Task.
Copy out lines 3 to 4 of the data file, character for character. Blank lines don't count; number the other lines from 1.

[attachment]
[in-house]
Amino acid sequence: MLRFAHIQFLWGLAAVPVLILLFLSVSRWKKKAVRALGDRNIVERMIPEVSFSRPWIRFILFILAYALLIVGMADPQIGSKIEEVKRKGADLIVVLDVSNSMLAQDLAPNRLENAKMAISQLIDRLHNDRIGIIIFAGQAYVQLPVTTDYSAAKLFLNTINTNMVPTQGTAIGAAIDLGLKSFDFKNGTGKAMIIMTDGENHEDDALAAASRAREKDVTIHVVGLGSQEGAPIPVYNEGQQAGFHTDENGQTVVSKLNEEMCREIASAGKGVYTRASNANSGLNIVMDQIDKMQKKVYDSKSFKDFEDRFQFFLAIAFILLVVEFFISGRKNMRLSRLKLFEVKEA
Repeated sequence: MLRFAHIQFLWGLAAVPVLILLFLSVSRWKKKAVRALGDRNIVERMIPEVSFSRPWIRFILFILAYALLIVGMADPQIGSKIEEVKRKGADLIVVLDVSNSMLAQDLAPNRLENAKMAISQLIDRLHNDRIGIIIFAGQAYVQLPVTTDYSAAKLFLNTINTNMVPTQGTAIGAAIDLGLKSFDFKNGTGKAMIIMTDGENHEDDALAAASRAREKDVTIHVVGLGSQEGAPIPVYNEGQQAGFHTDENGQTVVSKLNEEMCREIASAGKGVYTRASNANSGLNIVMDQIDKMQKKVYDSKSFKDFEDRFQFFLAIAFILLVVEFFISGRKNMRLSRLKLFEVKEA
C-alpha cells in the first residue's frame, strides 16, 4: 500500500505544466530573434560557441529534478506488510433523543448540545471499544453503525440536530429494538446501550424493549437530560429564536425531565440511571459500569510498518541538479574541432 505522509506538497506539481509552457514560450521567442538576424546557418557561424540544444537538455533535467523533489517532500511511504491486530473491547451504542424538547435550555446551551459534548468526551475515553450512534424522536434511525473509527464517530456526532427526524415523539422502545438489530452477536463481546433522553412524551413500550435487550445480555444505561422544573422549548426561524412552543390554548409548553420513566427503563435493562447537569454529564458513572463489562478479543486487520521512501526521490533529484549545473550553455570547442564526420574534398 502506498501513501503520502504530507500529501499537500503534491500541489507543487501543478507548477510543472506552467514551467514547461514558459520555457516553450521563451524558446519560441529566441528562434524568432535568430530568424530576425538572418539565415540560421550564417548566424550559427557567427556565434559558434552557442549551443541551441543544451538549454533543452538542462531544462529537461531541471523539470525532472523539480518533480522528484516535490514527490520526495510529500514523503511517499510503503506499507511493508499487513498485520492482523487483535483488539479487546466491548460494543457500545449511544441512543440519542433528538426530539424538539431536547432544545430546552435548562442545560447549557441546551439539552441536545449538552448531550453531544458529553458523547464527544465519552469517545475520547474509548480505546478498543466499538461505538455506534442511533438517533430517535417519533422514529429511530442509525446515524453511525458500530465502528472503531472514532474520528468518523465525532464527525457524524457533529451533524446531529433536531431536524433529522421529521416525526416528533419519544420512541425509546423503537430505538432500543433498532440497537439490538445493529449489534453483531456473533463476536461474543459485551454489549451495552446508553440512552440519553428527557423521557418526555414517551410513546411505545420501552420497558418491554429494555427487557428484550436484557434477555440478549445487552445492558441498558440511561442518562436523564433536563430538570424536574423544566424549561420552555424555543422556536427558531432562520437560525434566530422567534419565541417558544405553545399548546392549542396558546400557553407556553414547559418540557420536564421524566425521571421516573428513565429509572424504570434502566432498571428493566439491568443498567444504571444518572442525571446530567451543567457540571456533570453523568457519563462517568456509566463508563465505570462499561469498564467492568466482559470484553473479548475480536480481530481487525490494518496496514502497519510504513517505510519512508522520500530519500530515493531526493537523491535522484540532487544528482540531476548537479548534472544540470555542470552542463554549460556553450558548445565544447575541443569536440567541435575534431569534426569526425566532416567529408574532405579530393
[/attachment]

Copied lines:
Repeated sequence: MLRFAHIQFLWGLAAVPVLILLFLSVSRWKKKAVRALGDRNIVERMIPEVSFSRPWIRFILFILAYALLIVGMADPQIGSKIEEVKRKGADLIVVLDVSNSMLAQDLAPNRLENAKMAISQLIDRLHNDRIGIIIFAGQAYVQLPVTTDYSAAKLFLNTINTNMVPTQGTAIGAAIDLGLKSFDFKNGTGKAMIIMTDGENHEDDALAAASRAREKDVTIHVVGLGSQEGAPIPVYNEGQQAGFHTDENGQTVVSKLNEEMCREIASAGKGVYTRASNANSGLNIVMDQIDKMQKKVYDSKSFKDFEDRFQFFLAIAFILLVVEFFISGRKNMRLSRLKLFEVKEA
C-alpha cells in the first residue's frame, strides 16, 4: 500500500505544466530573434560557441529534478506488510433523543448540545471499544453503525440536530429494538446501550424493549437530560429564536425531565440511571459500569510498518541538479574541432 505522509506538497506539481509552457514560450521567442538576424546557418557561424540544444537538455533535467523533489517532500511511504491486530473491547451504542424538547435550555446551551459534548468526551475515553450512534424522536434511525473509527464517530456526532427526524415523539422502545438489530452477536463481546433522553412524551413500550435487550445480555444505561422544573422549548426561524412552543390554548409548553420513566427503563435493562447537569454529564458513572463489562478479543486487520521512501526521490533529484549545473550553455570547442564526420574534398 502506498501513501503520502504530507500529501499537500503534491500541489507543487501543478507548477510543472506552467514551467514547461514558459520555457516553450521563451524558446519560441529566441528562434524568432535568430530568424530576425538572418539565415540560421550564417548566424550559427557567427556565434559558434552557442549551443541551441543544451538549454533543452538542462531544462529537461531541471523539470525532472523539480518533480522528484516535490514527490520526495510529500514523503511517499510503503506499507511493508499487513498485520492482523487483535483488539479487546466491548460494543457500545449511544441512543440519542433528538426530539424538539431536547432544545430546552435548562442545560447549557441546551439539552441536545449538552448531550453531544458529553458523547464527544465519552469517545475520547474509548480505546478498543466499538461505538455506534442511533438517533430517535417519533422514529429511530442509525446515524453511525458500530465502528472503531472514532474520528468518523465525532464527525457524524457533529451533524446531529433536531431536524433529522421529521416525526416528533419519544420512541425509546423503537430505538432500543433498532440497537439490538445493529449489534453483531456473533463476536461474543459485551454489549451495552446508553440512552440519553428527557423521557418526555414517551410513546411505545420501552420497558418491554429494555427487557428484550436484557434477555440478549445487552445492558441498558440511561442518562436523564433536563430538570424536574423544566424549561420552555424555543422556536427558531432562520437560525434566530422567534419565541417558544405553545399548546392549542396558546400557553407556553414547559418540557420536564421524566425521571421516573428513565429509572424504570434502566432498571428493566439491568443498567444504571444518572442525571446530567451543567457540571456533570453523568457519563462517568456509566463508563465505570462499561469498564467492568466482559470484553473479548475480536480481530481487525490494518496496514502497519510504513517505510519512508522520500530519500530515493531526493537523491535522484540532487544528482540531476548537479548534472544540470555542470552542463554549460556553450558548445565544447575541443569536440567541435575534431569534426569526425566532416567529408574532405579530393